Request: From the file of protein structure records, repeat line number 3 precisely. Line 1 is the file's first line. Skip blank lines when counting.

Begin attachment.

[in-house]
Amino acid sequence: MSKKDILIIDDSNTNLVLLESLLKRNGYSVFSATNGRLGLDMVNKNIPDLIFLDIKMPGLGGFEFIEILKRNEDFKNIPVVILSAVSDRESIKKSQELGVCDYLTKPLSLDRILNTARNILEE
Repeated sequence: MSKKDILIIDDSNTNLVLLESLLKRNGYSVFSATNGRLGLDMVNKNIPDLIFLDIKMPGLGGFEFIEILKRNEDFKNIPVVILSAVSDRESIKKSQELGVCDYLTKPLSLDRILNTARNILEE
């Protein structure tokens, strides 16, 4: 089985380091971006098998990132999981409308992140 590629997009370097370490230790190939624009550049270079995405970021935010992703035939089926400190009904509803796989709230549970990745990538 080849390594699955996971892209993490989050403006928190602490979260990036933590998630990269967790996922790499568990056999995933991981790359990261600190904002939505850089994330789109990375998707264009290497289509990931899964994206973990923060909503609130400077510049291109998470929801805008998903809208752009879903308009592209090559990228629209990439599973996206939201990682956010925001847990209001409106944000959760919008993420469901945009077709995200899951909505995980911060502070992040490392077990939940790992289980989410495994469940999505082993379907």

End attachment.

Repeated sequence: MSKKDILIIDDSNTNLVLLESLLKRNGYSVFSATNGRLGLDMVNKNIPDLIFLDIKMPGLGGFEFIEILKRNEDFKNIPVVILSAVSDRESIKKSQELGVCDYLTKPLSLDRILNTARNILEE